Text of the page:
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4 December, 2018

LTE Connectivity is Opening a New World in Security Technology

In the early days this was primarily driven by the vehicle tracking industry, using the GPRS & 2G mobile data network to relay location data to tracking platforms. Then came other applications such as GSM alarm modules, gate and access controllers as well as GSM modules connected to a wide range of security equipment.

The introduction of 3G data networks allowed for some more slightly more advanced security technology applications to be rolled out. Although many of those technologies (including 2G devices) are still delivering a reliable service to the security industry, the arrival of LTE and “real” mobile broadband connectivity is a game-changer.

Although theoretically capable of hitting data transfer speeds of up to 100 Mbit/s (and LTE-A up to 1000 Mbit/s), in South Africa the average LTE connection delivers speeds of 20.39 Mbit/s. This speed, together with affordable routers and good reliability has created a massive opportunity for new-age security applications. As at the end of 2017, LTE networks cover almost 70% of South Africa.

The first sector that has seen rapid uptake in LTE use has been in CCTV and remote monitoring & surveillance applications. Remote sites and vehicle fleets can now be equipped with good quality video streaming solutions to assist in the live monitoring of vehicles and property. LTE is also used as a backup connectivity should fibre or ADSL breaks occur. It is ideally suited for this its wireless nature makes it highly resistant to tampering. It can also be instantly deployed to sites.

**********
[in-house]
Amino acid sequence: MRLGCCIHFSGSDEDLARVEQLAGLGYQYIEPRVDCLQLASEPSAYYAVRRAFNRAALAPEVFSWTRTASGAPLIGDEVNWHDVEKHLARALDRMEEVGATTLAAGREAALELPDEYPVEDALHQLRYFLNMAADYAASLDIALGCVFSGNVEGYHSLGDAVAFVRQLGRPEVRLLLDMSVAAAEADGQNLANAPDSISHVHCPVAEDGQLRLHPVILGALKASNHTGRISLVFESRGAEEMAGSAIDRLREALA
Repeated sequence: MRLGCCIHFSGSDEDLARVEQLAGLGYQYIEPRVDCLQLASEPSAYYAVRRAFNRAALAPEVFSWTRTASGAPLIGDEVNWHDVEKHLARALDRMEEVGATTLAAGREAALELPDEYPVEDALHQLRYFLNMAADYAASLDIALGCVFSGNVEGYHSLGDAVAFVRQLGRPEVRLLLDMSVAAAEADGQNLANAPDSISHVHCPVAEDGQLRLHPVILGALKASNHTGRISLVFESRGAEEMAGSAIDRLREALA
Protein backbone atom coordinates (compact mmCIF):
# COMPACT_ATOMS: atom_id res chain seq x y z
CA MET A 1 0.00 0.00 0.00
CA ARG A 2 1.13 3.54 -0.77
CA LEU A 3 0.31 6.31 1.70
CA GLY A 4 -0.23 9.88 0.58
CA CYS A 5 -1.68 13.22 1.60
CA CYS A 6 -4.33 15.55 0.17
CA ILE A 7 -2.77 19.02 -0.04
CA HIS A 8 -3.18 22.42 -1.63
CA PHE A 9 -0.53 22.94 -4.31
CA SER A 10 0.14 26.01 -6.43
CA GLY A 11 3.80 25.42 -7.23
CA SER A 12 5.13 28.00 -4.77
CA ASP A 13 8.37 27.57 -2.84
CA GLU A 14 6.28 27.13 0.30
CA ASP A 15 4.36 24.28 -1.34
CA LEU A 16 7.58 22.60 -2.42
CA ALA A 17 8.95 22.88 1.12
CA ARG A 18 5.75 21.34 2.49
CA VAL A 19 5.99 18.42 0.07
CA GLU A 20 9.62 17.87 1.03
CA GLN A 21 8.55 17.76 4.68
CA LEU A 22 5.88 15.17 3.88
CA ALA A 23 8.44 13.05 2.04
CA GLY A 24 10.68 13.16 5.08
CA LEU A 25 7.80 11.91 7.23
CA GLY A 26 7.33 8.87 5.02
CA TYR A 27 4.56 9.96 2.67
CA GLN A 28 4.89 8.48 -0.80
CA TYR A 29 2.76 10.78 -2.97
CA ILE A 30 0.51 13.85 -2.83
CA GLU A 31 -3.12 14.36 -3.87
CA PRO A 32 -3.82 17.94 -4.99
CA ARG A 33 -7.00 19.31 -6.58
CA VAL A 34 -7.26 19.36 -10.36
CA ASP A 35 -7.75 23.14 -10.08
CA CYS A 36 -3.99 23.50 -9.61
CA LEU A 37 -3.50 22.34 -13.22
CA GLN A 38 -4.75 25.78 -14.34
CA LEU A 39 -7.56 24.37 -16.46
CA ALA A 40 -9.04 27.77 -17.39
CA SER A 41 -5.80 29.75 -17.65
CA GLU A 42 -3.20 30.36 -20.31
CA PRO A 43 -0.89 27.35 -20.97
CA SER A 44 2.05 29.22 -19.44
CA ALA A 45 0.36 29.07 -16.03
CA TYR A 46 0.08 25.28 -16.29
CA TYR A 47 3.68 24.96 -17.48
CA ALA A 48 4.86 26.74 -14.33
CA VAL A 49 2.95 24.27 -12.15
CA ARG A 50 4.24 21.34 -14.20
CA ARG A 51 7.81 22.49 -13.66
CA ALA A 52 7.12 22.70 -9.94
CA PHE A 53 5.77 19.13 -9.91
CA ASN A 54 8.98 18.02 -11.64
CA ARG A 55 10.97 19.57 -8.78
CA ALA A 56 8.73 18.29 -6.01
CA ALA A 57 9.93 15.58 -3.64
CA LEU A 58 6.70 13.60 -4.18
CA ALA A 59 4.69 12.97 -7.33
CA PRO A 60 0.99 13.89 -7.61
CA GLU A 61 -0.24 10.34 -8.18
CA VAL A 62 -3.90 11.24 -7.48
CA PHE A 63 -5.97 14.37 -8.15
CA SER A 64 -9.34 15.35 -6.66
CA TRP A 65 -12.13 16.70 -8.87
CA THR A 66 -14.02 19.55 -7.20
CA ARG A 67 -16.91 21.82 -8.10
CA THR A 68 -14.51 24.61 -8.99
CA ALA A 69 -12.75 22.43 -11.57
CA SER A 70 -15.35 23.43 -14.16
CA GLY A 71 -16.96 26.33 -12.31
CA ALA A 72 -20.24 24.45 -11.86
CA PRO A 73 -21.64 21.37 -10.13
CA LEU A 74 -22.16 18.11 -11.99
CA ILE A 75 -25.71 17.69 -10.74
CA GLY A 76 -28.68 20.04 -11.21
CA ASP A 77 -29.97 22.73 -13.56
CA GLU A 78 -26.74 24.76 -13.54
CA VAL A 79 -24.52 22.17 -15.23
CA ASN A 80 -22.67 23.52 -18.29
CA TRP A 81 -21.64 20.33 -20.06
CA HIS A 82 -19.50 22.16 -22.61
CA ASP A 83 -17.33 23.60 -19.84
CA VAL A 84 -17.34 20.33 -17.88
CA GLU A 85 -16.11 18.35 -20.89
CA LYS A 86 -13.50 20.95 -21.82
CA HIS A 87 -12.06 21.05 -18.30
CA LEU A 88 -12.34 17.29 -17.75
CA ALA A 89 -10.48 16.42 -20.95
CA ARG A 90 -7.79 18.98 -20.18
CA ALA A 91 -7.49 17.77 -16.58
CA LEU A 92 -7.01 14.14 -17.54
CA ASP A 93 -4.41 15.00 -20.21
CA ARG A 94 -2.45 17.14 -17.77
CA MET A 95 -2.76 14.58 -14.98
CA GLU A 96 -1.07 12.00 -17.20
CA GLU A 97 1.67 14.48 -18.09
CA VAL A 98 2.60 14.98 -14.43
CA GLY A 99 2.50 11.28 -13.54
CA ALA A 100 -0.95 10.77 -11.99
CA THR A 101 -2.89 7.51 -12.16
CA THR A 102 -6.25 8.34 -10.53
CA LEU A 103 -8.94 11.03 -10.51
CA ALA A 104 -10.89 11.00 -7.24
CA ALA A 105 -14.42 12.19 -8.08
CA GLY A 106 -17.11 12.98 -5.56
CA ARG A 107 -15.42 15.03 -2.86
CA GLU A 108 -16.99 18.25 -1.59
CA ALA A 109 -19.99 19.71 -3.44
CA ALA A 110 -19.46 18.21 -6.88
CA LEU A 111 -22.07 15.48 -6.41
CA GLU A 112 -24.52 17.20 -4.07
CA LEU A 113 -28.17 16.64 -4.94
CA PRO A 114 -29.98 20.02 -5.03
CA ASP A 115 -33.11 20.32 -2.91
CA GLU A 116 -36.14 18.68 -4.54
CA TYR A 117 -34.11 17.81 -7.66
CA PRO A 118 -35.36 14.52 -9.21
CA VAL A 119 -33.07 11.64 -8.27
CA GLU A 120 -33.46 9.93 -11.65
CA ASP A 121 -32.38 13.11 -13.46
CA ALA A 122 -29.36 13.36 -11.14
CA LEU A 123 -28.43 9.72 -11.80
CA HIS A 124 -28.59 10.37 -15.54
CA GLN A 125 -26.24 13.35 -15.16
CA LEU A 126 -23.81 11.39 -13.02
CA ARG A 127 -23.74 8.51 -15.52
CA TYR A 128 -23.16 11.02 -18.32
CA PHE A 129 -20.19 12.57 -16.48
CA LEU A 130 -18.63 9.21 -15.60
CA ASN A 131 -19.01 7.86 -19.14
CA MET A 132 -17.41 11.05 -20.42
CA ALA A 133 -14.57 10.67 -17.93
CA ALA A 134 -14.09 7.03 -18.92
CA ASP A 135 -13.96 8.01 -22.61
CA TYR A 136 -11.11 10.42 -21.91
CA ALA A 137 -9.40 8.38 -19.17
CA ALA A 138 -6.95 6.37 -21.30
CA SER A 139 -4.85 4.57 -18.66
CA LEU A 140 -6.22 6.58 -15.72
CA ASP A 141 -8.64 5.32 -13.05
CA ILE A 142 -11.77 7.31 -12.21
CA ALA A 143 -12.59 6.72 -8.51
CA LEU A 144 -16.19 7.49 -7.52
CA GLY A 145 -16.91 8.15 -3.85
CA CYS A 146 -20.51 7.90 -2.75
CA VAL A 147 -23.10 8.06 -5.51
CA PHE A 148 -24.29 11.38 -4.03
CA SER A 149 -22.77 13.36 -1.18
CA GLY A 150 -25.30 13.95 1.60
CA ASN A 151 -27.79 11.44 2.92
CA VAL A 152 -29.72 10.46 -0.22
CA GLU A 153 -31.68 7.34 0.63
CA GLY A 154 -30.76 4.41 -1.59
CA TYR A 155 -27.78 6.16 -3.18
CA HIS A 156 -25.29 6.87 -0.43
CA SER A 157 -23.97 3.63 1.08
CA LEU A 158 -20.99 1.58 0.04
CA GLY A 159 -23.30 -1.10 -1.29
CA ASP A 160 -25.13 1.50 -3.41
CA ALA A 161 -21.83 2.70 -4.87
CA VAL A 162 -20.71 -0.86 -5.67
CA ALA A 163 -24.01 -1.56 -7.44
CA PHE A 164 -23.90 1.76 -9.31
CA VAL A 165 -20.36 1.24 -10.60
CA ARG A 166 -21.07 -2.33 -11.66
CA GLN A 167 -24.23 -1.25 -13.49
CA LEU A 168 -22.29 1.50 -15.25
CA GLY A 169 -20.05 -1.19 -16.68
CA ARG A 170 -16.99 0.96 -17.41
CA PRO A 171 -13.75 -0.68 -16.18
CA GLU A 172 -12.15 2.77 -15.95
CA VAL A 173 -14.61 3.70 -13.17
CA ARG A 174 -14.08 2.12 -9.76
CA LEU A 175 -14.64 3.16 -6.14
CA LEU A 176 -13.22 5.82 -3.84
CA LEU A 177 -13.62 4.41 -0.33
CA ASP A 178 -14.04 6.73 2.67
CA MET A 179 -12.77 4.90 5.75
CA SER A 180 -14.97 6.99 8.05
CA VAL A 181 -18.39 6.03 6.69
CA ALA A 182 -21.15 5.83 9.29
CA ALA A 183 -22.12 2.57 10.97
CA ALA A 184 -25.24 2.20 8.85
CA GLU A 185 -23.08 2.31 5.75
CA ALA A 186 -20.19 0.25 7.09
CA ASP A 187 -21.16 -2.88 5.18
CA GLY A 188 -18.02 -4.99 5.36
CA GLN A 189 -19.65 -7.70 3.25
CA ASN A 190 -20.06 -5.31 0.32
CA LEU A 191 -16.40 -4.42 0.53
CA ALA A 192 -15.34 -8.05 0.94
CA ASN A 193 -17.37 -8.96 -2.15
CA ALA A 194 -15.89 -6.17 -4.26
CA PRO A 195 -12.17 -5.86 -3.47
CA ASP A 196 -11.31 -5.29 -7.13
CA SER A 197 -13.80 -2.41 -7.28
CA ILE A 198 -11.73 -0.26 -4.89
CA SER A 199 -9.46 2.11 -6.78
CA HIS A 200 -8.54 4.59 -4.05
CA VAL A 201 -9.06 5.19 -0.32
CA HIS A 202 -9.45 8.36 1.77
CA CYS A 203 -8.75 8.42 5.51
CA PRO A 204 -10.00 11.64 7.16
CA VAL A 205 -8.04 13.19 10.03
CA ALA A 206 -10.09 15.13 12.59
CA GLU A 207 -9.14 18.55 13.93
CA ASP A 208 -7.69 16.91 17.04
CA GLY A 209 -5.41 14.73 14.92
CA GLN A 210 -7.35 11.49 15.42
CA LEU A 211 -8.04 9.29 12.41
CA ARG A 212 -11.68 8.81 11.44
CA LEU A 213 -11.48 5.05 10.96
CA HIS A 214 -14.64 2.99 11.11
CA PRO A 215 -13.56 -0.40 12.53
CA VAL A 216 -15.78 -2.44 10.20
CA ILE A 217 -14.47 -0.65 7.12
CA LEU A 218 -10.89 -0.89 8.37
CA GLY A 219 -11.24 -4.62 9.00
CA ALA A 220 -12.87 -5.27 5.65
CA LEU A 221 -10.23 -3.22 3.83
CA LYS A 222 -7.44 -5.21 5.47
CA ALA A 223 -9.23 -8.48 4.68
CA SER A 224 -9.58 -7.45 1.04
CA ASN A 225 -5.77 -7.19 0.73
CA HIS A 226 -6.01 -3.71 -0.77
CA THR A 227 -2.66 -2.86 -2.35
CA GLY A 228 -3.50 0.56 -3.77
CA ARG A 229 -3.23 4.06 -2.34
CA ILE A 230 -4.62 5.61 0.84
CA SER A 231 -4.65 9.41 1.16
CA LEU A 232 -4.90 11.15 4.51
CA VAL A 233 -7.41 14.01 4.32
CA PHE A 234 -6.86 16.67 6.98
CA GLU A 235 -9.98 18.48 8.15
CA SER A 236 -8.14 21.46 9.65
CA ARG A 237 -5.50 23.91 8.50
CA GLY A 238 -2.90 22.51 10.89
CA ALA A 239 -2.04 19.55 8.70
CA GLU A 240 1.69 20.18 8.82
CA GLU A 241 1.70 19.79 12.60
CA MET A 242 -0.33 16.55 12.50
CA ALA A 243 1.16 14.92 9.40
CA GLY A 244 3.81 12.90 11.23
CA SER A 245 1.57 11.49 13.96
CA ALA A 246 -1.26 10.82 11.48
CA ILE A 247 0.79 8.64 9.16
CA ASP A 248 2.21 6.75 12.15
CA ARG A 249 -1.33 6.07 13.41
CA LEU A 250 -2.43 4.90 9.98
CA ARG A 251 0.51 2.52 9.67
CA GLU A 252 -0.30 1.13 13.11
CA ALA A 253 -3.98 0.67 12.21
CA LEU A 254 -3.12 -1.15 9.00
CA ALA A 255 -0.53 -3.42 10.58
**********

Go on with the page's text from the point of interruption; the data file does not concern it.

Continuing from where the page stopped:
With data prices on a downward trend the business cases around high-data applications are also starting to make much more sense. This will further be improved by the imminent implementation of longer data expiry rules by the regulator (ICASA). New LTE-based security applications are set to reshape this leading-edge industry. The introduction of Artificial Intelligence (AI) and image recognition is further driving innovation in high data use applications.

But with new technology comes new challenges. The rate at which mobile data can be consumed on LTE means that good SIM-level control and tools to manage large numbers of deployed SIMs are becoming critical to avoid excessive costs and “bill shock”.

Traditional offerings and APN-based solutions built for low-data M2M applications are not always suited to high-data use devices. Using a SIM management platform to manage mobile data spend is critical to ensure costs don’t escalate to a point where business models are no longer feasible.

– Hein Koen